Article Guidelines for Air Pollution Control Magazine
looking for good articles for upcoming issues. If you’d like to write an
article, have an article looking for a publisher, or have a good idea for an
article about air pollution control in manufacturing industries, please contact
the editor, Jan Brenny, at firstname.lastname@example.org.
Air Pollution Control (APC) is published eight times a year and accepts submissions for various types of articles that convey information about processes, materials, installations, or equipment. Our readers are environmental engineers and managers, coordinators, EPA compliance officers, regulatory affairs managers, plant engineers, and others who deal with air pollution control issues in many types of industrial environments. These include grain terminals, electric generation, engineering firms, food, hazardous waste and incineration, mining and quarrying, pulp and paper, rubber, sawmills, furniture and millwork, sewage-treatment facilities, steel mills, stone, clay and glass, and many more.
Topics include, but are not limited, to:
- Baghouse filtration
- Cartridge filtration
- Dust collection
- Dust suppression
- Explosion protection
- Flue gas conditioning
- Hazardous gases
- Loading spouts
- Materials handling
- NOx and SOx reduction
- Odor abatement
- Vacuum cleaners
Although we want you to write your technical information as clearly and completely as possible, you do not have to be an experienced writer to be published in APC. We edit your articles and work with you to clear up any questions we have. Before publication, we send you your edited article so you can make final changes to it.
Writing Your Article
Abstract. All articles should start with a 60- to 70-word abstract. The abstract is a concise description of the article’s content and summarizes what readers will learn. Abstracts are also used in the on-line version of the magazine.
Text. Write in a conversational manner, as though you are talking to a friend about your work. Write as simply and clearly as the topic allows. Define any technical terms or industry jargon.
Length. Technical articles range from short “Tips” pieces (around 800 to 1,500 words) to long articles (up to about 3,500 words). Provide as much detail as you think is necessary; it’s better to provide too much text than too little.
Accuracy check. Before publication, APC will send the article to a reviewer, who will check the article for technical accuracy and correct any technical errors. Normally, we allow 24 to 48 hours in our production cycle for the accuracy check.
Types of Articles
Technical articles. All APC technical articles must handle their subject matter objectively and use a noncommercial approach. Your viewpoint must be impartial. It can’t promote one manufacturer’s equipment or technologies over another’s, and it can’t feature a type of equipment offered by only one company. Your article must be relevant to more than one industry.
APC technical articles relate practical information about the equipment and processes our readers use daily. APC doesn’t publish general information articles like those found in news and business publications. Instead, APC technical articles discuss air pollution control processes, technology, and equipment.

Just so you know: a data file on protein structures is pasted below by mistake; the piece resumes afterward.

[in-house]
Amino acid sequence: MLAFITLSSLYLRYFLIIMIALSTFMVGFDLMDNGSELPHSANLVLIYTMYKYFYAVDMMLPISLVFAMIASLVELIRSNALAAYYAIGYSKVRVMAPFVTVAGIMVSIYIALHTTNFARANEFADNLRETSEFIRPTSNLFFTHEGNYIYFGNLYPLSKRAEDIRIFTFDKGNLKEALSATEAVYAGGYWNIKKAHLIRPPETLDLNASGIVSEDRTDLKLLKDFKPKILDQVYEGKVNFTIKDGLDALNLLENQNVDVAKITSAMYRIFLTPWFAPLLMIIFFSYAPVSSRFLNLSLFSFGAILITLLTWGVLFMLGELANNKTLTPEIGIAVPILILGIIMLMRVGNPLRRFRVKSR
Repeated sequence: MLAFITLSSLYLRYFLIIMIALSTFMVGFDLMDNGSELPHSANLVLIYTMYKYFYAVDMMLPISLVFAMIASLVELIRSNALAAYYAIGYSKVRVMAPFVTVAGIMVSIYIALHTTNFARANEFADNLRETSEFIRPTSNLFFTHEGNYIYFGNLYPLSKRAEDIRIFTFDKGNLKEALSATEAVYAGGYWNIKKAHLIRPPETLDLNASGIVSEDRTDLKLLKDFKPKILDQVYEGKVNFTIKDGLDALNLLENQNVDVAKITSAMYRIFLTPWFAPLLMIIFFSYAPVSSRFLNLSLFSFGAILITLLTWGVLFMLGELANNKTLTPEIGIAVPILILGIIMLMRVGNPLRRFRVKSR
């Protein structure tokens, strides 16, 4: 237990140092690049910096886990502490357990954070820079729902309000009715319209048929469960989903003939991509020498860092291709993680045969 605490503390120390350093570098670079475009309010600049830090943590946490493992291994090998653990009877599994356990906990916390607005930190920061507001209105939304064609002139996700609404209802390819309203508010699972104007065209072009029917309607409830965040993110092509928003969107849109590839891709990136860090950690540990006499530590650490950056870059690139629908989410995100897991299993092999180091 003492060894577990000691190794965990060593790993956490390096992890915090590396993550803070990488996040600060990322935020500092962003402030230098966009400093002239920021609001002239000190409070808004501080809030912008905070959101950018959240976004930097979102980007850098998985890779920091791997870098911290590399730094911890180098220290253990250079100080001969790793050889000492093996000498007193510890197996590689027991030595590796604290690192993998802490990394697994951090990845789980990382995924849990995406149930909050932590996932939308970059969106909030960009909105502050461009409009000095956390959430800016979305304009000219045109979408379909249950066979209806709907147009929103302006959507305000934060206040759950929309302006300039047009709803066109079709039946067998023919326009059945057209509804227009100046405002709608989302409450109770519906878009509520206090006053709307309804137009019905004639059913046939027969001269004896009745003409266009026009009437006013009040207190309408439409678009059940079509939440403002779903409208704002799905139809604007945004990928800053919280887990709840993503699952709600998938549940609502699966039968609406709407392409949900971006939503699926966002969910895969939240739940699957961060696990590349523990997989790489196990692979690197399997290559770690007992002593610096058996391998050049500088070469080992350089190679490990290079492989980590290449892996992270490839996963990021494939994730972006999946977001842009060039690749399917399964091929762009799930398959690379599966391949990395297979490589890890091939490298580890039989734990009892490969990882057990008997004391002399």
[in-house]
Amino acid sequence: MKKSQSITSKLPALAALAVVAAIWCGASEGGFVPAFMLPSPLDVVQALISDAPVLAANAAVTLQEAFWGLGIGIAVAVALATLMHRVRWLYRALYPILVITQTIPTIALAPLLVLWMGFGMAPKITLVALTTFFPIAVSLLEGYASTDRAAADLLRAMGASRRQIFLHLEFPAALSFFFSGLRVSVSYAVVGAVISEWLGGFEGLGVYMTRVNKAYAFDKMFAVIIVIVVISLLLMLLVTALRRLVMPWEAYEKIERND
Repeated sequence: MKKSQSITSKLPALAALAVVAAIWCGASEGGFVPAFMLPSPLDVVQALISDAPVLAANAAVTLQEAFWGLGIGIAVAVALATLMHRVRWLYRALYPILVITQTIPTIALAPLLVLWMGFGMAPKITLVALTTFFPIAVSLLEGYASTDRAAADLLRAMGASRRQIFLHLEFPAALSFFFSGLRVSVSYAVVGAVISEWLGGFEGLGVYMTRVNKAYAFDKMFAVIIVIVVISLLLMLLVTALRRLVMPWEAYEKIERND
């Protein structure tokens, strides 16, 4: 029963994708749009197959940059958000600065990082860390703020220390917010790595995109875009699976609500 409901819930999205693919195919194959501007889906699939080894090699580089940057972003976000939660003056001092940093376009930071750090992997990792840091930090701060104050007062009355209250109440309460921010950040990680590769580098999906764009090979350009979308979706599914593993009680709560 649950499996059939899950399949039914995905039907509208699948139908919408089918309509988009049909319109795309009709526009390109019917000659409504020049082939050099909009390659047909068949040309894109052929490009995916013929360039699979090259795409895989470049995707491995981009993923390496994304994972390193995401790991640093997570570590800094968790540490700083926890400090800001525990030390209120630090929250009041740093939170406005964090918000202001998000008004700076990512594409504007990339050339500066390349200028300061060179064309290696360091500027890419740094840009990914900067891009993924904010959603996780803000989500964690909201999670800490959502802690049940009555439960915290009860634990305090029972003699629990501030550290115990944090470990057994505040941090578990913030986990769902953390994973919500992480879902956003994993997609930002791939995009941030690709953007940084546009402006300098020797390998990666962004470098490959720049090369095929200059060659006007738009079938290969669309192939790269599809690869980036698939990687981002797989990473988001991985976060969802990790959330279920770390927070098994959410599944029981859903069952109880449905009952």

Articles for Interest and Variety
Application articles, including case histories, test center articles, and engineering solution articles, generally involve interviews with both a supplier and a customer. All involve a problem–solution situation: the customer has a problem, and the equipment supplier or engineering company solves it.
Case histories. You provide us a detailed write-up describing a situation in which your company helped a customer solve a problem, prevent a future problem, or meet certain requirements. We use your information to interview both you and your customer. You provide photos showing your equipment in your customer’s plant.
Test center articles. These articles describe the testing laboratory of an equipment manufacturer and explain its use in solving a particular problem. You send us a detailed write-up—including photographs of actual customer tests—describing your test center and one customer’s use of it. We use the information you provide us to interview both you and your customer.
Engineering solutions. These articles usually describe a customer that hires an engineering company to design or redesign its processing line or perform another service the customer can’t do simply by replacing or adding a piece of equipment. The customer’s goals might be reached by designing or modifying a production line, an entire plant, or one piece of equipment. The article describes how you and your customer worked together to reach your customer’s goals.
Plant upgrades. These articles usually describe a customer that increased plant production capabilities by increasing its plant size, adding to its number or types of production lines, or making other significant plant changes.
Emerging technology articles. These articles describe a significant technological breakthrough in industrial air pollution control. We don’t regard upgraded technology or a new generation of existing technology as an emerging technology. An editor writes these articles based on telephone interviews with vendors and end users and on technical journal articles and other printed sources. The editor’s byline appears with the article.
Manuscript Nuts and Bolts
The best way to submit manuscripts is through an e-mail attachment. You are welcome to send a hard copy as well.
Manuscripts. We use Microsoft Word for word processing. If you use a different word processing program, please send two files: one saved in your program, and the other saved as “plain text.”
Byline. On the first page of the manuscript, show how you would like your name and company name to appear if the article is published.